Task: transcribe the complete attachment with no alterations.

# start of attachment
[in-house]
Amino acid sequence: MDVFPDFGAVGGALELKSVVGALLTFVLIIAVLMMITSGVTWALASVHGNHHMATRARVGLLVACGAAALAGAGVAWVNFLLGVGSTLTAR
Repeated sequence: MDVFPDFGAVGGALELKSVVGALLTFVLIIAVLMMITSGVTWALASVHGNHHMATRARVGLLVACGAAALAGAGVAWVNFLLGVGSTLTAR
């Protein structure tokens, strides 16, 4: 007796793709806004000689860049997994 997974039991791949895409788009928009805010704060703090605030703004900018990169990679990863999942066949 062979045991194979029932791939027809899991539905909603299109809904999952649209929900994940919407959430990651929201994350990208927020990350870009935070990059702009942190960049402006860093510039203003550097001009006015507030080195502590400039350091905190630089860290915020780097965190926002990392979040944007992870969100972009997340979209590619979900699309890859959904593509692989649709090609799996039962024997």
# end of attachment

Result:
[in-house]
Amino acid sequence: MDVFPDFGAVGGALELKSVVGALLTFVLIIAVLMMITSGVTWALASVHGNHHMATRARVGLLVACGAAALAGAGVAWVNFLLGVGSTLTAR
Repeated sequence: MDVFPDFGAVGGALELKSVVGALLTFVLIIAVLMMITSGVTWALASVHGNHHMATRARVGLLVACGAAALAGAGVAWVNFLLGVGSTLTAR
């Protein structure tokens, strides 16, 4: 007796793709806004000689860049997994 997974039991791949895409788009928009805010704060703090605030703004900018990169990679990863999942066949 062979045991194979029932791939027809899991539905909603299109809904999952649209929900994940919407959430990651929201994350990208927020990350870009935070990059702009942190960049402006860093510039203003550097001009006015507030080195502590400039350091905190630089860290915020780097965190926002990392979040944007992870969100972009997340979209590619979900699309890859959904593509692989649709090609799996039962024997």